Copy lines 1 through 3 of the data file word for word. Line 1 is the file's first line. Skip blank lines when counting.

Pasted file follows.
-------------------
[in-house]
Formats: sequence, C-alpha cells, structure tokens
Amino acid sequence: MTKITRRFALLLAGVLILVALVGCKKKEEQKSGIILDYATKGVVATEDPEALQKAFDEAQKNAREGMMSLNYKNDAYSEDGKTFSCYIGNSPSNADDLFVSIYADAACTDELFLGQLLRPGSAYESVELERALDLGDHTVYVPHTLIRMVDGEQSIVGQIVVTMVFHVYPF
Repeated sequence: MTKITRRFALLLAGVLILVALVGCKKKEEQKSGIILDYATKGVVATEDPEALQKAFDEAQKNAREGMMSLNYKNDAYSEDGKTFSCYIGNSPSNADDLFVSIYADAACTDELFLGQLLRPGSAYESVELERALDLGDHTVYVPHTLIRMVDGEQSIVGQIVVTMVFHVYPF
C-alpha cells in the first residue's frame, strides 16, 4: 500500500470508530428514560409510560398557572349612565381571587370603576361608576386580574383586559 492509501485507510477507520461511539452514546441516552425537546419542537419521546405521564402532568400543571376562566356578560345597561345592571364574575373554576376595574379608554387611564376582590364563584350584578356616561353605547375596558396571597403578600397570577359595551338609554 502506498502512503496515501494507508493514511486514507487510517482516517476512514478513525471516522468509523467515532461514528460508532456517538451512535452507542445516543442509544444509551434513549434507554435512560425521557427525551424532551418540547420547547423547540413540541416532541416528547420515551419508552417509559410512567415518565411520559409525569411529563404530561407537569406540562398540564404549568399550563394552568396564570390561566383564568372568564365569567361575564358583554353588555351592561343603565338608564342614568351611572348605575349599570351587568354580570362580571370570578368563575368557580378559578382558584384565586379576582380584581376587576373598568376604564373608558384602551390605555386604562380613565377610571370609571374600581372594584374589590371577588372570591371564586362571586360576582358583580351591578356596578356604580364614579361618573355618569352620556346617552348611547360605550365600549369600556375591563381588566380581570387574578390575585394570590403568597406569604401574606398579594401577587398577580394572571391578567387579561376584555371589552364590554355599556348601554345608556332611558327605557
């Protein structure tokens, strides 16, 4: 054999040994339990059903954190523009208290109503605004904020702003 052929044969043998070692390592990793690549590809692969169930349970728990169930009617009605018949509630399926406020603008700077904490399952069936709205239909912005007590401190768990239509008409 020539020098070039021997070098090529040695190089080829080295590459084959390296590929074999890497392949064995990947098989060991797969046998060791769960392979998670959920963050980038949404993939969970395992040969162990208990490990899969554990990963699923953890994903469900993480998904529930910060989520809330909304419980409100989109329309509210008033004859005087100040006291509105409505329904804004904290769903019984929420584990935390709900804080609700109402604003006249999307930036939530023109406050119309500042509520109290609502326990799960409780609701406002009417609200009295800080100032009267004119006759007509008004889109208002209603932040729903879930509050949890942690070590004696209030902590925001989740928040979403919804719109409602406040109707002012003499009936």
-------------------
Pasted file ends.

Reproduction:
[in-house]
Formats: sequence, C-alpha cells, structure tokens
Amino acid sequence: MTKITRRFALLLAGVLILVALVGCKKKEEQKSGIILDYATKGVVATEDPEALQKAFDEAQKNAREGMMSLNYKNDAYSEDGKTFSCYIGNSPSNADDLFVSIYADAACTDELFLGQLLRPGSAYESVELERALDLGDHTVYVPHTLIRMVDGEQSIVGQIVVTMVFHVYPF